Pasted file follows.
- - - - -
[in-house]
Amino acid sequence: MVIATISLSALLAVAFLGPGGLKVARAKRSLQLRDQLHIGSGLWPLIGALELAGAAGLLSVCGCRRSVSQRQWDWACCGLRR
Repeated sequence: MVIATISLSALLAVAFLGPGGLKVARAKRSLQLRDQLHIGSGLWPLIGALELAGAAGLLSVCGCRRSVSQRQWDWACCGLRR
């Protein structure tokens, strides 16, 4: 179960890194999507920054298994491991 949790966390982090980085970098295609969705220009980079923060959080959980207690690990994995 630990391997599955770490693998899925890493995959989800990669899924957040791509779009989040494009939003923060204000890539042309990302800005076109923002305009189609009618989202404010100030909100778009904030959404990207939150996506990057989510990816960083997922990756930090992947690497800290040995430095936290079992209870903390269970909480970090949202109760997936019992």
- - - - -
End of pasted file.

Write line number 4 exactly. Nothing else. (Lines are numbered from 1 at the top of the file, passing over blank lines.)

């Protein structure tokens, strides 16, 4: 179960890194999507920054298994491991 949790966390982090980085970098295609969705220009980079923060959080959980207690690990994995 630990391997599955770490693998899925890493995959989800990669899924957040791509779009989040494009939003923060204000890539042309990302800005076109923002305009189609009618989202404010100030909100778009904030959404990207939150996506990057989510990816960083997922990756930090992947690497800290040995430095936290079992209870903390269970909480970090949202109760997936019992």